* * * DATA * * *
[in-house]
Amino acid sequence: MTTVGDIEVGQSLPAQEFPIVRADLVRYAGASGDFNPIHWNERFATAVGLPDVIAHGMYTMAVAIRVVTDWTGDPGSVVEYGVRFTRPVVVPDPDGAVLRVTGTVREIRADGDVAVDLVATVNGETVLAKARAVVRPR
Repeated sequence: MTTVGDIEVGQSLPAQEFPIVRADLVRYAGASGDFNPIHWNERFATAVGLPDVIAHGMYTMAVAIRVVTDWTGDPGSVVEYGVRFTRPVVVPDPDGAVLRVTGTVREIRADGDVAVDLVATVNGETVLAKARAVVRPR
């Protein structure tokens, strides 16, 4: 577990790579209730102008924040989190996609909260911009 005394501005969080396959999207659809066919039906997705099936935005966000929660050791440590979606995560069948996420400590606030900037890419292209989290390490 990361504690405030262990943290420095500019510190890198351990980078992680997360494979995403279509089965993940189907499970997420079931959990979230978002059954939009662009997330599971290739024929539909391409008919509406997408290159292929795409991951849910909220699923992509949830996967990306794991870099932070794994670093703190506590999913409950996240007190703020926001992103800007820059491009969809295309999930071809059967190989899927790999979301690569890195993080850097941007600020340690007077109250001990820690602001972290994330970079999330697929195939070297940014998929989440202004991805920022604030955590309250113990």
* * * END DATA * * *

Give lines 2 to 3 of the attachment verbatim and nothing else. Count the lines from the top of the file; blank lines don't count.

Amino acid sequence: MTTVGDIEVGQSLPAQEFPIVRADLVRYAGASGDFNPIHWNERFATAVGLPDVIAHGMYTMAVAIRVVTDWTGDPGSVVEYGVRFTRPVVVPDPDGAVLRVTGTVREIRADGDVAVDLVATVNGETVLAKARAVVRPR
Repeated sequence: MTTVGDIEVGQSLPAQEFPIVRADLVRYAGASGDFNPIHWNERFATAVGLPDVIAHGMYTMAVAIRVVTDWTGDPGSVVEYGVRFTRPVVVPDPDGAVLRVTGTVREIRADGDVAVDLVATVNGETVLAKARAVVRPR